A basic process of simple queueing theory is S(t), an integer valued stochastic process which represents the “number of clients present, including the one in service” at epoch t. The queueing context physically limits S(t) to non-negative values, but if this impenetrable barrier is removed thereby permitting S(t) to assume negative values as well, we have a “randomized random walk” in which S(t) represents the position at time t of a mythical particle which moves on the x-axis according to the rules of the walk. The nomenclature “randomized random walk” is due to Feller (1966a). S(t) changes by unit positive or negative amounts, and our basic assumption is that the time intervals τ/σ separating successive positive/negative steps are i.i.d. with continuous d.f.'s. A(t)/B(t) (A(0)/B(0) = 0) possessing p.d.f.'s. a(t)/b(t): τ and σ are further assumed to be statistically independent. When A(t) = 1 – e–λt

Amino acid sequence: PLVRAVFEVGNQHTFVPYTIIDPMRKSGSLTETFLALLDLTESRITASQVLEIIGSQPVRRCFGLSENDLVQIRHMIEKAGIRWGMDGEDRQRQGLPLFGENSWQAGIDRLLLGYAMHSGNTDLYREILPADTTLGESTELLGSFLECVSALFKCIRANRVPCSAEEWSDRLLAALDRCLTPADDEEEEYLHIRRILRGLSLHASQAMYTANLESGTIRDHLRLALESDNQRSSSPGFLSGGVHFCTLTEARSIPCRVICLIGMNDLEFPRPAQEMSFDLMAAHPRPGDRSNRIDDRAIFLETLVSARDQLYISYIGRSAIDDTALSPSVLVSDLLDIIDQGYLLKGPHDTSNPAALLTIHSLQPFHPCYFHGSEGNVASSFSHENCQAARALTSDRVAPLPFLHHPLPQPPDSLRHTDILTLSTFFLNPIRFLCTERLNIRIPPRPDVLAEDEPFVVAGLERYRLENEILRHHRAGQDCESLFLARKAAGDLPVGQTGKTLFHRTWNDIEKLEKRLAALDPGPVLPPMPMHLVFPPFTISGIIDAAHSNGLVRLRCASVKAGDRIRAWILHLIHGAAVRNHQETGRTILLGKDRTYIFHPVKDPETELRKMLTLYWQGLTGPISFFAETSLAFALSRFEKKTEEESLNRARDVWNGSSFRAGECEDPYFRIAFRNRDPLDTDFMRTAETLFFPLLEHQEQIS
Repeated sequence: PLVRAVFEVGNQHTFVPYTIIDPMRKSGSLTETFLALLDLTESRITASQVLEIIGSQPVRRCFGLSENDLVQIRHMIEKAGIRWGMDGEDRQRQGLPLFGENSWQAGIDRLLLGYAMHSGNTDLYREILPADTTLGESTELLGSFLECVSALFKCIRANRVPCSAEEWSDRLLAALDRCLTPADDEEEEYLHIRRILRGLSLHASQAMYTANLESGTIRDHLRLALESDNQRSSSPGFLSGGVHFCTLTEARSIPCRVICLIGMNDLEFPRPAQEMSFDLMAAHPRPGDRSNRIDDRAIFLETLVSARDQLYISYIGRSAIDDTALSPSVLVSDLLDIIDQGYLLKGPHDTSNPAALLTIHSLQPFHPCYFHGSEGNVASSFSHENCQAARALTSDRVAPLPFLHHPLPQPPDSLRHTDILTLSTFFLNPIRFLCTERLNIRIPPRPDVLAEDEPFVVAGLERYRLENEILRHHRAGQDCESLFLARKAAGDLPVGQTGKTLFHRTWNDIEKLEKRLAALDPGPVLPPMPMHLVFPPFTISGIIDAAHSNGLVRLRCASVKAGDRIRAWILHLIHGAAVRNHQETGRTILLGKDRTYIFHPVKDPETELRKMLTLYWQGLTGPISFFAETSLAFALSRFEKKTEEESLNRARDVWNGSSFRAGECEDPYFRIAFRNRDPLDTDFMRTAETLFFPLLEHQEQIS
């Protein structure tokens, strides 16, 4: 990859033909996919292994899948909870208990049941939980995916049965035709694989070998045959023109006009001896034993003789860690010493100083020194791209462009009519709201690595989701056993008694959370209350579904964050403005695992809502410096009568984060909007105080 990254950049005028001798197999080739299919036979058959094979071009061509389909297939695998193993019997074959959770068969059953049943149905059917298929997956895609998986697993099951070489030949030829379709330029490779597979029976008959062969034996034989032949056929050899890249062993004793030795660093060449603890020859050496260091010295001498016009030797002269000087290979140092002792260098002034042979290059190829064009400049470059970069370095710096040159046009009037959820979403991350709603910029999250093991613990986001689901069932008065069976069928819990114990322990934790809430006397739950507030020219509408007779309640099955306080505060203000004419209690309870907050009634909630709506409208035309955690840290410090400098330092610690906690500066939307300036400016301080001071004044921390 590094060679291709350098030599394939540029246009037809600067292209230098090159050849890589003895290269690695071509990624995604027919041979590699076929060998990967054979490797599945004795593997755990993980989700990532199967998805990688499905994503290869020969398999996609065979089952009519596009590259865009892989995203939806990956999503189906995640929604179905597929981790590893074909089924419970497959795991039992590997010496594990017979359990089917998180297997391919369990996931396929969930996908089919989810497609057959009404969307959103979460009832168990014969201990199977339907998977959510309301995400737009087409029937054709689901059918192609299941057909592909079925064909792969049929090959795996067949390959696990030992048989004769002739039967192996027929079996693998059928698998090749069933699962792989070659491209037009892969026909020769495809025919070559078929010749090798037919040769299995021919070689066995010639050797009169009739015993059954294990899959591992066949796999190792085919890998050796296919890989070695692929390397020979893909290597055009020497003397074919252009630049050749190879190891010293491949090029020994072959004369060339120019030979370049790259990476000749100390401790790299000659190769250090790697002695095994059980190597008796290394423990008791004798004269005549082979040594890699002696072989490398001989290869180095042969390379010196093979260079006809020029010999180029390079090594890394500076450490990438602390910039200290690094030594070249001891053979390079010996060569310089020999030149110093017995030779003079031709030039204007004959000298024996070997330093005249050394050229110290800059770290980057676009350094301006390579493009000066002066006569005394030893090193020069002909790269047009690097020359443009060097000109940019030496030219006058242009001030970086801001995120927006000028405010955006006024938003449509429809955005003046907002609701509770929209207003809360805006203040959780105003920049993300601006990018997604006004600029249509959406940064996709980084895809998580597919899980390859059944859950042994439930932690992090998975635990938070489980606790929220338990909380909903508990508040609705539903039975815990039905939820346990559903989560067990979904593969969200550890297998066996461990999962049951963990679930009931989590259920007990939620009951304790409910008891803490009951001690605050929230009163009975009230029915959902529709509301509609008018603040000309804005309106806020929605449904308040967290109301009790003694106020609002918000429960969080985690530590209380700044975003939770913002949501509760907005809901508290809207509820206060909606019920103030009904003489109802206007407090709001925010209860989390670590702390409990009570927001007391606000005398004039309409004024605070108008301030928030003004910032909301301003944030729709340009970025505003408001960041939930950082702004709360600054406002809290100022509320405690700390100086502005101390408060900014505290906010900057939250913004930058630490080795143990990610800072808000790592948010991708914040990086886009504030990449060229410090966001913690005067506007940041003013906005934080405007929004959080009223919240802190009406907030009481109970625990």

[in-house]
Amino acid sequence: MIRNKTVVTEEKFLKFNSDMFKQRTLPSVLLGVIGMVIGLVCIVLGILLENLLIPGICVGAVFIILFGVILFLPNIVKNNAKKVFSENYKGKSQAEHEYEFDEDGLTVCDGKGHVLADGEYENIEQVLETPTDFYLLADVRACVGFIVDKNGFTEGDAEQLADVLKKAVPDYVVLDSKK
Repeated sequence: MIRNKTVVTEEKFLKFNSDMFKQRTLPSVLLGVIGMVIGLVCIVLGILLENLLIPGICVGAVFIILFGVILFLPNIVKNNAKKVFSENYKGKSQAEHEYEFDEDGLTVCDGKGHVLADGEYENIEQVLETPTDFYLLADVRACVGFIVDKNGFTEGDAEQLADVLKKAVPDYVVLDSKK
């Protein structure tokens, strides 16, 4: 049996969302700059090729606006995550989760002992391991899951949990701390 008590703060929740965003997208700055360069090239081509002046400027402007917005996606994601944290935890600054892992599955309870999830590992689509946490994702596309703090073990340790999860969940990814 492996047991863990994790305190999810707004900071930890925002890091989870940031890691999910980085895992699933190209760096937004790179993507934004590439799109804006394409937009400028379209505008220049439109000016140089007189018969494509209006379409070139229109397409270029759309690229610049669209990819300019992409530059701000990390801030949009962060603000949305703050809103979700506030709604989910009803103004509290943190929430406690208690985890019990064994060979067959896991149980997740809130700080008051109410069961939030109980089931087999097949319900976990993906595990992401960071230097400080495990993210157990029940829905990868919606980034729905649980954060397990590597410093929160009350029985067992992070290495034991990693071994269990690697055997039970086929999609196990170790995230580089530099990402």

and B(t) = 1 – e–μt
, we have a generalization of the M/M/1 queueing process which we shall denote by M/M. The walk generated by A(t) = 1 – e–λt
and B(t) arbitrary may similarly be denoted by M/G. For G/M we clearly mean A(t) arbitrary and B(t) = 1 – e–μt
. M/M has received extensive treatment elsewhere (cf. Feller (1966a), (1966b); Takács (1967); Gibson (1968); Conolly (1971)), and will not be considered here. Our interest centers on certain aspects of M/G and G/M, but since each is the dual of the other (loosely, G/M is M/G “upside down”) it is sufficient to restrict attention to one of them, as convenient; pointing out, where necessary, the interpretation in terms of the other.